Clorox Hand Sanitizer Testing
is one of the few that I recommend because it has been tested and shown to kill the norovirus surrogate. It works well on relatively "clean" hands and does not leave a sticky film. If your hands are dirty, it would be best to wipe them off before using this hand sanitizer. This sanitizer is alcohol and can sting dry or cracked skin.
Clorox® Bleach-Free Hand Sanitizer
For this experiment, we tested Clorox Bleach-Free Hand Sanitizer spray which is 71% ethanol. I like it because it claims to kill norovirus. After preschool, Katie Scarlett pressed her unclean left hand into the agar plate. (Her hands were not visibly dirty.) Then we sprayed both hands with lots of Clorox Bleach-Free Hand Sanitizer spray. I used 10 sprays on each hand, and her hands were soaked and dripping. She rubbed them together until they were dry. Then she pressed her right hand into a sterile agar plate. After incubating for 24 hours, only 1 colony of bacteria was visible on the plate with the sprayed hand. The Clorox Bleach-Free Hand Sanitizer spray did an excellent job of killing the bacteria on her hands.
I also tested Clorox Bleach-Free Hand Sanitizer spray on my father when he stopped by to visit. It worked great but there were a few tiny colonies left on one fingertip. This shows that it is very important to use plenty of spray and to get it everywhere. Alcohol sprays work well on "clean hands" but don't work well on dirty or soiled hands as you can see in the next experiment.
How well does Clorox sanitizer spray work when you use a NORMAL amount?
In the previous experiments, I sprayed 10 sprays of hand sanitizers on each hand. The hands were dripping wet and fully covered. But no one REALLY does that. People would put 2 sprays on one palm and then rub the hands together. So, I tested this. After school, my son Jon pressed one dirty hand into an agar plate. Then I sprayed only 2 sprays of Clorox Hand Sanitizer on his other hand. I rubbed it in with one of my hands. As you can see, it really didn't do anything. The bottom line is that you need to use A LOT of hand sanitizer to fully cover your hands if you want to actually kill most of the germs.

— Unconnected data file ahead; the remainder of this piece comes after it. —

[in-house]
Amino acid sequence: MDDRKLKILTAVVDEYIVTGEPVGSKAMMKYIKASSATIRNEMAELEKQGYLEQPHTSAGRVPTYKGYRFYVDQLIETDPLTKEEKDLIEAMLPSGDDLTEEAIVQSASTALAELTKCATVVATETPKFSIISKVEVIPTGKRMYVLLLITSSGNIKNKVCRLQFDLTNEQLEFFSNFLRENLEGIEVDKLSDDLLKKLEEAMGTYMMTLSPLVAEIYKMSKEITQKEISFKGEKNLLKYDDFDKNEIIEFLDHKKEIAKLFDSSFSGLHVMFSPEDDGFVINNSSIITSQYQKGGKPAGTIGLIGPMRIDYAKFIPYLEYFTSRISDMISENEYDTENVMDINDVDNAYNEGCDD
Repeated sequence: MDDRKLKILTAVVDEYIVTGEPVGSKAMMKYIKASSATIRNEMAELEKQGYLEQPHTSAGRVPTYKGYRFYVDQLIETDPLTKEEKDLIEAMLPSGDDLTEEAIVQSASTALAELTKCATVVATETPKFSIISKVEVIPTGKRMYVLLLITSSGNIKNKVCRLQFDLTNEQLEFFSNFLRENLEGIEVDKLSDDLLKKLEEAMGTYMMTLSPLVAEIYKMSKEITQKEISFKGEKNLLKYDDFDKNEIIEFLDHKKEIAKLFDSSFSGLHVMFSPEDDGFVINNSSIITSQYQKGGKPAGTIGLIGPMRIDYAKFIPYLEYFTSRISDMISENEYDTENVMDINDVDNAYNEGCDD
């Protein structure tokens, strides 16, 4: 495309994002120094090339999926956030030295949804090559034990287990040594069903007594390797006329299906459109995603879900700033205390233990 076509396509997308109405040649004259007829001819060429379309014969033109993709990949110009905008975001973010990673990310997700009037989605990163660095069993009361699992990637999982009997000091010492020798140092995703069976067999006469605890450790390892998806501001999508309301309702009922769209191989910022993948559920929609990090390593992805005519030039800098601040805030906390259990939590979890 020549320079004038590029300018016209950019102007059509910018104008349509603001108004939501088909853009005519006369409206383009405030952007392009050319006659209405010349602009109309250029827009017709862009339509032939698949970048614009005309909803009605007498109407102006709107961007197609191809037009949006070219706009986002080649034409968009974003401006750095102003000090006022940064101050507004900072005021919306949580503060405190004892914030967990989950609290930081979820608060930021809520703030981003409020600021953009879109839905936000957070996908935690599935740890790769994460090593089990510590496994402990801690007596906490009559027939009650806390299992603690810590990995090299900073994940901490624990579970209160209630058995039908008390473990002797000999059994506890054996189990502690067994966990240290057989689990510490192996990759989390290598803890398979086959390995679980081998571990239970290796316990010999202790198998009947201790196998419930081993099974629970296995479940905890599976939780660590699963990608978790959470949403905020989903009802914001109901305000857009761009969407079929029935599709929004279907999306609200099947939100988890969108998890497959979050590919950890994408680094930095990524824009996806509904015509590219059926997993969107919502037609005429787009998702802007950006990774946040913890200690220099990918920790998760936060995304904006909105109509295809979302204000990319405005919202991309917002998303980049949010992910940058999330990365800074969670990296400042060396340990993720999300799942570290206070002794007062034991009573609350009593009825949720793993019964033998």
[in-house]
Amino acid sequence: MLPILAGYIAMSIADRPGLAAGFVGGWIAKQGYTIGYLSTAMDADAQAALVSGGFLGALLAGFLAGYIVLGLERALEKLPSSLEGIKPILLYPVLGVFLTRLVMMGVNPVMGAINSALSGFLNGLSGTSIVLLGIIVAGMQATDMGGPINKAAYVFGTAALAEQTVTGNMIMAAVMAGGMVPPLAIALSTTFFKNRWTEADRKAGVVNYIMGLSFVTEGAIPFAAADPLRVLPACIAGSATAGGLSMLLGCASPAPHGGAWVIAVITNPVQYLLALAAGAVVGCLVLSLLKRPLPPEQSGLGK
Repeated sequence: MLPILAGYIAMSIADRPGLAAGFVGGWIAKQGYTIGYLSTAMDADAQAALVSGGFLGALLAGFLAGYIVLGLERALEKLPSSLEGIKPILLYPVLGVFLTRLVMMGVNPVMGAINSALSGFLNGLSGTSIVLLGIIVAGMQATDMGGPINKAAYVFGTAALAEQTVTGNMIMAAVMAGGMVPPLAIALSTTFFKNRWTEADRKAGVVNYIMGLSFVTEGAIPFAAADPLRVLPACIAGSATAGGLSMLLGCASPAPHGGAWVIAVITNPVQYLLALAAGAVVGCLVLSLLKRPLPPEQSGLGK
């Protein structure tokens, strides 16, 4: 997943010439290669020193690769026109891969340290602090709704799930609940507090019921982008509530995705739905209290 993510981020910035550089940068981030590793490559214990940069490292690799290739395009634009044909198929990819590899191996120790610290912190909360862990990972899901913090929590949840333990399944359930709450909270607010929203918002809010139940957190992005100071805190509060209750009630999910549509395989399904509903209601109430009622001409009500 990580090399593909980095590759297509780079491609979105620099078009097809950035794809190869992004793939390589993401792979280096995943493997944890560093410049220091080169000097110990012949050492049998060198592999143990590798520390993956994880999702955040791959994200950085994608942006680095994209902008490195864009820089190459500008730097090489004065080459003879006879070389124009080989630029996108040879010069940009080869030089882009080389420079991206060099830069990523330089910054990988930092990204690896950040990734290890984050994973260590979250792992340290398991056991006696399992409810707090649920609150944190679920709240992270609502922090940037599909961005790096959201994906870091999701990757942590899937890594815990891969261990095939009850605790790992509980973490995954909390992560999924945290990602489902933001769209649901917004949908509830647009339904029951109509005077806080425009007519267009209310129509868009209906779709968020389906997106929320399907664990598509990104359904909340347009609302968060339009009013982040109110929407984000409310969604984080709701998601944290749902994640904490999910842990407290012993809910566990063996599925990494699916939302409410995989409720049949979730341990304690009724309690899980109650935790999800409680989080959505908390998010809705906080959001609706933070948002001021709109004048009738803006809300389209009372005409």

Does Clorox hand sanitizer spray work when your hands are visibly dirty?
After school, Jon came home with visibly dirty hands from playing on the playground. There was a light layer of dirt on his hands. He pressed his dirty left hand into the agar plate. Then we sprayed both hands with tons of Clorox Bleach-Free Hand Sanitizer Spray. I have never used this much spray. Jon rubbed and rubbed his hands until they were dry. His hands looked a little cleaner but were still dirty. He pressed his "clean" right hand into a sterile agar plate.
After 20 hours of incubation, both plates grew approximately equal amounts of bacteria. So, Clorox Hand Sanitizer Spray (and most likely other alcohol sprays) don't work if your hands are soiled.
Comparing Homemade Thieves/Witch Hazel Spray with Clorox Hand Sanitizer Spray
For this experiment, I made my own Thieves hand sanitizer. I used 15 drops of Young Living Thieves oil, 1 teaspoon Witch Hazel
. Since it is a spray, I compared it to the Clorox Hand Sanitizer Spray that I purchased from Amazon. (The Clorox Hand Sanitizer Spray is primarily ethanol and does not contain chlorine bleach.) For this experiment, I had the kids rub their thumbs all over the dirty control plate. Next, I sprayed 8 sprays of the homemade thieves spray all on their left fingers, and I rubbed it in with my clean gloved hand. I let it sit for 1 minute, and then the kids rubbed those fingers all over the agar plate. Finally, I sprayed 5 sprays of the Clorox hand sanitizer all over the right fingers. I only used 5 sprays because that seemed to make the fingers wet enough. I rubbed it in with my clean gloved hands and let it sit for 1 minute. Then I had the kids rub their right fingers all over another plate. I incubated the plates for 24 hours in my warm incubator to let bacteria grow.
As you can see, the homemade thieves spray killed some germs but I don't think it does enough to be actually used as a hand sanitizer. I wouldn't trust it. It is also important to note, that these hands all looked clean. They did not have actual dirt on them. My experiments show that most hand sanitizers (except Zylast and a few others) don't work well on hands covered in actual dirt.